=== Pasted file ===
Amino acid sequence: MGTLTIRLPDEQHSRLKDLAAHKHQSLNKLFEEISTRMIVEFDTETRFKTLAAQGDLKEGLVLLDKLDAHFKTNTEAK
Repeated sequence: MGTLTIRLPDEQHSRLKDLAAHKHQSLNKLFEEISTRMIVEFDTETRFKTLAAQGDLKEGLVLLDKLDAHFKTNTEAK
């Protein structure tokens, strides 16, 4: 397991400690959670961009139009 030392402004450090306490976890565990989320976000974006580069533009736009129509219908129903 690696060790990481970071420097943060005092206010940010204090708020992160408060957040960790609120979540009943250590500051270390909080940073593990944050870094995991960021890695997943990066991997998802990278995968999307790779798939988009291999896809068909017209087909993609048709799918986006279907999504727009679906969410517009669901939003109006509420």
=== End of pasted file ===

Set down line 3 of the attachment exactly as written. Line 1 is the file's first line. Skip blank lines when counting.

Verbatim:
């Protein structure tokens, strides 16, 4: 397991400690959670961009139009 030392402004450090306490976890565990989320976000974006580069533009736009129509219908129903 690696060790990481970071420097943060005092206010940010204090708020992160408060957040960790609120979540009943250590500051270390909080940073593990944050870094995991960021890695997943990066991997998802990278995968999307790779798939988009291999896809068909017209087909993609048709799918986006279907999504727009679906969410517009669901939003109006509420």